• Alex Ihnen

      That’s great – love that New Town works for you. The point wasn’t, and isn’t, that no one would like living in New Town, but rather New Town only completed maybe 1/4 of the original plan, that New Urbanism is more “new” than “urbanism”. Just recently, a large swath of what was going to be New Town was rezoned as a traditional suburb. Again, I appreciated that you enjoy living there, and that the location works for you.

    • Adam

      It’s still sprawl, and therefore ethically questionable and economically disastrous for the region in the long term. Also, ditch the hipster nonsense if you want your posts to be taken seriously. It’s lazy. Since you lived in the city you’re well aware that “hipsters” (whatever that means—I challenge you to even define it) comprise a small fraction of city residents.

    • STLEnginerd

      I like New Town, I just wish it had been built near some of the current built environment. The amenities and the style are both pretty cool. By putting it where it is it is neither a quaint urban village nor is it a neighborhood of a larger city. It’s sort of in between which is unfortunate.

      Imagine if New Town had been built adjacent to an established business center like Clayton, or Downtown. It’s impact would have been much greater.

      Also, selling New Town by cutting down the city is no better than them dismissing New Town because it’s not a ‘true’ city.

      • onecity

        It should have been built where Bass Pro is at.

  • Peter Paul

    Idiot

    • Alex Ihnen

      Thanks for the comment. Anything in particular you disagree with? The larger story of New Town, and New Urbanism, in my view, is one of failed promises. I’m assuming New Town is a wonderful place to live, but it was planned to be at least 3x as large, to be connected to Old Town St. Charles via a streetcar, and to be able to support a lot of local businesses. What it is, is an urban-ish suburb where everyone drives out of the neighborhood to go to work and shop. Maybe it’s time I get out there again and see what I can see.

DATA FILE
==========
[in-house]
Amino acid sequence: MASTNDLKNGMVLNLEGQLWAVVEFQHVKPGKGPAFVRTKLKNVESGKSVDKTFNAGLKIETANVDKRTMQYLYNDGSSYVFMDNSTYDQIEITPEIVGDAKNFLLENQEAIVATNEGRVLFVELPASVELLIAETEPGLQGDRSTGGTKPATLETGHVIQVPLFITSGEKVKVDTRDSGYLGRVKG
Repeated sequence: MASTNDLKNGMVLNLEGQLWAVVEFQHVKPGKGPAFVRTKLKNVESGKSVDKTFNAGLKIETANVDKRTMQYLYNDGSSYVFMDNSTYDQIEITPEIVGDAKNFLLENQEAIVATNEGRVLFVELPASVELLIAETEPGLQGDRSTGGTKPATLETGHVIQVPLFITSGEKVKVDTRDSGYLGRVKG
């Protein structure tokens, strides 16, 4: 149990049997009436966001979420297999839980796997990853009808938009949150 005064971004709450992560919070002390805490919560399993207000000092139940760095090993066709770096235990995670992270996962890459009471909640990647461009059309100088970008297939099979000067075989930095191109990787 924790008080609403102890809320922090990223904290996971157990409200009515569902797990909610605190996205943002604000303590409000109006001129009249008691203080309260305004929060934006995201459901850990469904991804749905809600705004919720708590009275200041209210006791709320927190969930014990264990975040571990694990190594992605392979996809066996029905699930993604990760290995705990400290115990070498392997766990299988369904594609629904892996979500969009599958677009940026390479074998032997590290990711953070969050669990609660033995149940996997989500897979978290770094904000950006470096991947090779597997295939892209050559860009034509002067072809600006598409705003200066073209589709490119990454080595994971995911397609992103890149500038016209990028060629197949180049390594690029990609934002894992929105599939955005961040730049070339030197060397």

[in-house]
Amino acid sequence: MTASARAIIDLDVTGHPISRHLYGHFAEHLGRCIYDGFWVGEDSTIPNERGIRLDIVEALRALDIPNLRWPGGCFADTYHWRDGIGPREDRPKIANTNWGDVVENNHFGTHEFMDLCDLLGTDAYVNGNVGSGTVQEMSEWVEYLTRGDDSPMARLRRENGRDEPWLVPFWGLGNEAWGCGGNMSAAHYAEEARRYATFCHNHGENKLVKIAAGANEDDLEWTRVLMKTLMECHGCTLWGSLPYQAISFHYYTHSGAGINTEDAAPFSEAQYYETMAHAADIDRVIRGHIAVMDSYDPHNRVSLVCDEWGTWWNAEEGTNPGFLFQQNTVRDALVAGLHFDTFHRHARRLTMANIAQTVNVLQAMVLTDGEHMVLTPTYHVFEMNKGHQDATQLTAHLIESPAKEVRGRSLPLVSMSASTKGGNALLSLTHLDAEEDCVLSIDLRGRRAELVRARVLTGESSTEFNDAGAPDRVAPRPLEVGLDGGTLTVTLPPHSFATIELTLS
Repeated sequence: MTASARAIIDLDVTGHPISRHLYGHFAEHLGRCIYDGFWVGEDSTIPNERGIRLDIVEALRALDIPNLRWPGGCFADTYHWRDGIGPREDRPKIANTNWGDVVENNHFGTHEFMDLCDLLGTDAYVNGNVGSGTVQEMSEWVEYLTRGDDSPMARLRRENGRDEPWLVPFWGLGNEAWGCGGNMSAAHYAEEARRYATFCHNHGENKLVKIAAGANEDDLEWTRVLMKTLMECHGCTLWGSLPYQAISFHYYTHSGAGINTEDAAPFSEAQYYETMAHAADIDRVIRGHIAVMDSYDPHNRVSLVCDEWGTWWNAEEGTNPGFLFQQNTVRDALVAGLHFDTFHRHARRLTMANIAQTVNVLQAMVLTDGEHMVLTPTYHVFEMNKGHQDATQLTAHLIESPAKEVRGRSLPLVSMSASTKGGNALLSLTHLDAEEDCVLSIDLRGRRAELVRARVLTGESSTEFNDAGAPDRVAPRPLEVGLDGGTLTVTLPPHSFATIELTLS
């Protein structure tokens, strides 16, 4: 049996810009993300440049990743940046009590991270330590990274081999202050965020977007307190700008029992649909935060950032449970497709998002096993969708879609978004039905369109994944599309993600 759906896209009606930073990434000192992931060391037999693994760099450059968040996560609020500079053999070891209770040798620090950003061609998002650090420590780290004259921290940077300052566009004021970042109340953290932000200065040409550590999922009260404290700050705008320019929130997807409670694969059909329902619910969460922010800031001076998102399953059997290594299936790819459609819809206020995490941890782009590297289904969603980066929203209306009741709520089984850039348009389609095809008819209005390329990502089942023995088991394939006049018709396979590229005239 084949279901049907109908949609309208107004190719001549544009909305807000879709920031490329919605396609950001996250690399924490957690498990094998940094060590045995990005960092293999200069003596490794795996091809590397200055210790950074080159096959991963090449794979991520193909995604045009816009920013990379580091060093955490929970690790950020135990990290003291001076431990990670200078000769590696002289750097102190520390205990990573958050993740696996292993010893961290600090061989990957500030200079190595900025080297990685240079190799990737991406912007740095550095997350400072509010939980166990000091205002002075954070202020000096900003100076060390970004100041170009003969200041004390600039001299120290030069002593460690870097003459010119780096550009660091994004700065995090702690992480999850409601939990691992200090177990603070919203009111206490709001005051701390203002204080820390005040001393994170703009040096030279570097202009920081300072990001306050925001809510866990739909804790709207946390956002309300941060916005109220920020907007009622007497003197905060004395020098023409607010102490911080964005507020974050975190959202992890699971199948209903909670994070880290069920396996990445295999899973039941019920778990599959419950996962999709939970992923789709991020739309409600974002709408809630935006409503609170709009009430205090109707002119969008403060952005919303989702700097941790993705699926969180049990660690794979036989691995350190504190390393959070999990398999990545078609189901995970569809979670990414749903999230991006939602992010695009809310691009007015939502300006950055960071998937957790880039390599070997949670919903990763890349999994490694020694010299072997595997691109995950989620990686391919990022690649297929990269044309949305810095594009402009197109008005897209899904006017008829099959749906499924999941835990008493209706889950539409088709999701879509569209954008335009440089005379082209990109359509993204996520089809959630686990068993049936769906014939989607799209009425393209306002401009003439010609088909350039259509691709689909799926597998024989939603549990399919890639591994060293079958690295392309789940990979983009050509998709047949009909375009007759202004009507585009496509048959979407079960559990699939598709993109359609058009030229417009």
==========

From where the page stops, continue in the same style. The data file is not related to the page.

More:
• Patrick

        I never got the concept. It really is out in the middle of nowhere. And if you want a walkable (more or less) area you have city neighborhoods and suburban areas like Kirkwood, Webster, etc.

        • John R

          Well if your universe is St. Charles Co or even if you work in parts of NoCo, this is probably something that appeals to folks looking for an alternative to traditional suburban life while still providing new(er) construction and convenience.

          • Alex Ihnen

            Yes, it’s a new type of suburb, called New Urbanism. That’s the critique.

        • onecity

          The old town in St. Charles seems to offer everything New Town offers, with a lot more town amenities. It would have made a lot more sense as a way to extend the existing street grid.